Data Quality

One definition used the most about data quality is from Joseph M. Juran, author of Juran’s Quality Handbook, who quoted, in page 998,

Data are of high quality if they are fit for their intended uses in operations, decision making and planning.

In other words, if data needed for a hunting engagement does not meet specific requirements defined by the hunt team, then the data is not considered quality data since it is affecting the intended purpose of it. I liked how Stephanie Zatyko from “Experian Data Quality” defined it by saying that if data was water, data quality ensures water is clean and does not get contaminated.

This activity is one of the most important ones, and it could actually define the success of your hunting engagement before it event starts. This is because if you identify that the data you will use for your hunt is not of quality, you will proactively identify obstacles that might affect the detection of adversarial techniques. Several teams ignore this activity and spend weeks trying to figure out why their query would not return any results. Others assume that their environment might not be compromised because their query did not return anything when in reality, they are not even collecting the right data in the first place.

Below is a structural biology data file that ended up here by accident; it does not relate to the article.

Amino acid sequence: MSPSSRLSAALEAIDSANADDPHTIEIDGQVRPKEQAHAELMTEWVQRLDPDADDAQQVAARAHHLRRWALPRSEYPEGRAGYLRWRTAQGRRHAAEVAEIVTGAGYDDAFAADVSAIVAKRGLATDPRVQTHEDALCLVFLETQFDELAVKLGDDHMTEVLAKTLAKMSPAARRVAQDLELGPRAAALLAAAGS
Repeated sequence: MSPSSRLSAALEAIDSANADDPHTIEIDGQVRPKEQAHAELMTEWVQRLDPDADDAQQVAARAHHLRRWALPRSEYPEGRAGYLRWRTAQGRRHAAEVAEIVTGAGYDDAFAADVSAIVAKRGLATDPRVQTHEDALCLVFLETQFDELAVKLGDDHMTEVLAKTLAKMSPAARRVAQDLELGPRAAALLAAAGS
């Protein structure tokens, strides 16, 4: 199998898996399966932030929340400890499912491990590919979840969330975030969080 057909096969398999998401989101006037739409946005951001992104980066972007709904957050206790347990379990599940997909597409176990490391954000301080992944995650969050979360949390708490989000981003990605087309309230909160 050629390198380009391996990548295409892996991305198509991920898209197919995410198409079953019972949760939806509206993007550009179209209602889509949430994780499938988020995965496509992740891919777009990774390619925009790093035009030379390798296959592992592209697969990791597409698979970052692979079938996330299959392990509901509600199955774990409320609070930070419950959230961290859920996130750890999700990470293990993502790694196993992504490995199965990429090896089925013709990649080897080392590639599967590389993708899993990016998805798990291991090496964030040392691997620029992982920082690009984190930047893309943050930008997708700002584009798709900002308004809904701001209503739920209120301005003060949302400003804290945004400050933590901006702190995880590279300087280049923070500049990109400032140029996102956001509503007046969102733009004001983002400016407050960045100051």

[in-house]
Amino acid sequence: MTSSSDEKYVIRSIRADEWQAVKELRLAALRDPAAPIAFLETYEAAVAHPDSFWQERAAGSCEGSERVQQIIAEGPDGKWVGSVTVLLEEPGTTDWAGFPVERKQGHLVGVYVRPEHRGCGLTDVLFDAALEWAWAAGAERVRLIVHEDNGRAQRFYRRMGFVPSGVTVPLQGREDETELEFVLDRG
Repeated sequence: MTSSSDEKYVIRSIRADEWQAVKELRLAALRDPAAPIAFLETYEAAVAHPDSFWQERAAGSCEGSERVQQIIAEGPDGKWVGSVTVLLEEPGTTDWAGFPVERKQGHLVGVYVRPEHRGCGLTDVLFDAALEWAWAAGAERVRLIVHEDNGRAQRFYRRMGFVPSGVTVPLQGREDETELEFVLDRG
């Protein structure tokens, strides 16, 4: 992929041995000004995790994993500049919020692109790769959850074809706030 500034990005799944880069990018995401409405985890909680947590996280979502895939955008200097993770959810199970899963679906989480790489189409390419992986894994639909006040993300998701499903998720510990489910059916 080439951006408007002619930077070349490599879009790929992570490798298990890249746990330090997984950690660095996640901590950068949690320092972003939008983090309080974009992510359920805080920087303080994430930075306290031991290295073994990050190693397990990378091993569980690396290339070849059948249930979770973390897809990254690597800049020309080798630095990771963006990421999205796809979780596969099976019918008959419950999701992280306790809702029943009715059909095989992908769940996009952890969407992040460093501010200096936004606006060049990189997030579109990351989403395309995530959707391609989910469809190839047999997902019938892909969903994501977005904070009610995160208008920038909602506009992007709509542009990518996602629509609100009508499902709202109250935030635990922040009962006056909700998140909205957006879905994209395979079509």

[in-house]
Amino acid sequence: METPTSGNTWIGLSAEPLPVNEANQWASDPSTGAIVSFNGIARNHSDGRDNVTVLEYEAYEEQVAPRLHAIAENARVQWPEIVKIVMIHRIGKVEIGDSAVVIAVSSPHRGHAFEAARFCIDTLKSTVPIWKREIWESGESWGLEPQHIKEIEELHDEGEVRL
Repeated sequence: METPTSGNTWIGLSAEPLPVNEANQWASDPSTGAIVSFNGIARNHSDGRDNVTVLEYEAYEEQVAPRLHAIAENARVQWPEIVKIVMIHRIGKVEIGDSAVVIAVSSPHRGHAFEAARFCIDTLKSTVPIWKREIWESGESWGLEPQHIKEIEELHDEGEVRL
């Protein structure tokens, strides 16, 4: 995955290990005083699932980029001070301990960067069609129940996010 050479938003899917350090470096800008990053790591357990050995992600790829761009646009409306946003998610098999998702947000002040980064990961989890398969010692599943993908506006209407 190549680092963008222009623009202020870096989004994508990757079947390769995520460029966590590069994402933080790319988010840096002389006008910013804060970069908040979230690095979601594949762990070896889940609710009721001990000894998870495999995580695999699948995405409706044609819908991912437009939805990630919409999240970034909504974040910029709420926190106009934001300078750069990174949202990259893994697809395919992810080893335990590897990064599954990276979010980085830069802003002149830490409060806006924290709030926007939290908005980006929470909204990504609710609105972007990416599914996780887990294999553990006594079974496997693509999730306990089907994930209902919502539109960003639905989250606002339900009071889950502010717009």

Data Quality Goals:

  • Reduce the time hunters spend fixing and validating data issues increasing productivity during hunting engagements.

  • Improve consistency across data sources to manipulate data more efficiently allowing more complex analytics that rely on several resources for extra context.

  • Enhance automation flow

Data Quality Dimensions:

Used to simplify the representation of measurable characteristics of data quality. There are several data quality dimensions defined out there that are useful, depending on the intended use of the data. However, for data that I need for a hunt program, I like to reference a few data quality dimensions from the “DoD Core Set Of Data Quality Requirements” A few of those Data Quality (DQ) dimensions could help your team categorize gaps found in data intended to be used for hunting purposes.

Some of the DQ dimensions above might be hard to assess. Therefore, I recommend to at least cover Completeness, Consistency and Timeliness. Those will help you to start the conversation about your data with teams in charge of maintaining the data you use for hunting engagements.

References

  • http://library.ucmerced.edu/node/10249